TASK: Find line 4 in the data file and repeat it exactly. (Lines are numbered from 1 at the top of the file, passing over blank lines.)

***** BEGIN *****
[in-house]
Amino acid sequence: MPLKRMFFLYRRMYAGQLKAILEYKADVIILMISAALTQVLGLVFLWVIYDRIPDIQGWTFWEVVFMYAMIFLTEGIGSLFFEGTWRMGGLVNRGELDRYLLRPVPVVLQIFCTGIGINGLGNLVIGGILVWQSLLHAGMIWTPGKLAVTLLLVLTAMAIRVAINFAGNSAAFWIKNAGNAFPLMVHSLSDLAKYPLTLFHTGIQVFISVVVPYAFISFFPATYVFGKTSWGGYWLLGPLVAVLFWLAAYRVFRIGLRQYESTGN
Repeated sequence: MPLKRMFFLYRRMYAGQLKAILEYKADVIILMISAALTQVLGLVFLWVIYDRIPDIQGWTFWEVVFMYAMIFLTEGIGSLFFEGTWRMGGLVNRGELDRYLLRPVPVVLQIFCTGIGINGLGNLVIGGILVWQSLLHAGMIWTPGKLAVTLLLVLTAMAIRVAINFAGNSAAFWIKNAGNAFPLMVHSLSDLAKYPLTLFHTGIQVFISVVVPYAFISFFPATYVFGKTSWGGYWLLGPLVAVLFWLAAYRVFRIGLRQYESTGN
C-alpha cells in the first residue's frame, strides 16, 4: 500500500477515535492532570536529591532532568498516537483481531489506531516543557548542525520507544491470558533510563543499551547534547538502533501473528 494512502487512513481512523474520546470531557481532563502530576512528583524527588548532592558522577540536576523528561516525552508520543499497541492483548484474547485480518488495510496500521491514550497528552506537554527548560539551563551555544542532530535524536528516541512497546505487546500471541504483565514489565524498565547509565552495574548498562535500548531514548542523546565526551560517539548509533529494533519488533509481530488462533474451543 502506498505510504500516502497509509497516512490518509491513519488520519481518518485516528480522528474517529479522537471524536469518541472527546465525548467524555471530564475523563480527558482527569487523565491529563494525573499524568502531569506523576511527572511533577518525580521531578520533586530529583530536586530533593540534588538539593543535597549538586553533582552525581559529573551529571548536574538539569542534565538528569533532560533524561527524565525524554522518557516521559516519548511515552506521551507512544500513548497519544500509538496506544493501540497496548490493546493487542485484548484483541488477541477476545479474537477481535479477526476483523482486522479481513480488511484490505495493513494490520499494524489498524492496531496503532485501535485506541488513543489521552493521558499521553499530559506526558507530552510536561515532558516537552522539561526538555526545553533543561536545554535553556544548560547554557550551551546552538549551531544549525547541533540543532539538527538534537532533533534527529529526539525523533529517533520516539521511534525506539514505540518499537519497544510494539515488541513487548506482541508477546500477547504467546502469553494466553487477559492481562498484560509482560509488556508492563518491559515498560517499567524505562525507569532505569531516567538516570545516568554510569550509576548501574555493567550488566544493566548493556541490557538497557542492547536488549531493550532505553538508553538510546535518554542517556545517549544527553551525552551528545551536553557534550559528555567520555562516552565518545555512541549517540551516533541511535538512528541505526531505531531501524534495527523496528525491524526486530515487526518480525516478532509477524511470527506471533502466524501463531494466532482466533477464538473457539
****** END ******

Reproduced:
C-alpha cells in the first residue's frame, strides 16, 4: 500500500477515535492532570536529591532532568498516537483481531489506531516543557548542525520507544491470558533510563543499551547534547538502533501473528 494512502487512513481512523474520546470531557481532563502530576512528583524527588548532592558522577540536576523528561516525552508520543499497541492483548484474547485480518488495510496500521491514550497528552506537554527548560539551563551555544542532530535524536528516541512497546505487546500471541504483565514489565524498565547509565552495574548498562535500548531514548542523546565526551560517539548509533529494533519488533509481530488462533474451543 502506498505510504500516502497509509497516512490518509491513519488520519481518518485516528480522528474517529479522537471524536469518541472527546465525548467524555471530564475523563480527558482527569487523565491529563494525573499524568502531569506523576511527572511533577518525580521531578520533586530529583530536586530533593540534588538539593543535597549538586553533582552525581559529573551529571548536574538539569542534565538528569533532560533524561527524565525524554522518557516521559516519548511515552506521551507512544500513548497519544500509538496506544493501540497496548490493546493487542485484548484483541488477541477476545479474537477481535479477526476483523482486522479481513480488511484490505495493513494490520499494524489498524492496531496503532485501535485506541488513543489521552493521558499521553499530559506526558507530552510536561515532558516537552522539561526538555526545553533543561536545554535553556544548560547554557550551551546552538549551531544549525547541533540543532539538527538534537532533533534527529529526539525523533529517533520516539521511534525506539514505540518499537519497544510494539515488541513487548506482541508477546500477547504467546502469553494466553487477559492481562498484560509482560509488556508492563518491559515498560517499567524505562525507569532505569531516567538516570545516568554510569550509576548501574555493567550488566544493566548493556541490557538497557542492547536488549531493550532505553538508553538510546535518554542517556545517549544527553551525552551528545551536553557534550559528555567520555562516552565518545555512541549517540551516533541511535538512528541505526531505531531501524534495527523496528525491524526486530515487526518480525516478532509477524511470527506471533502466524501463531494466532482466533477464538473457539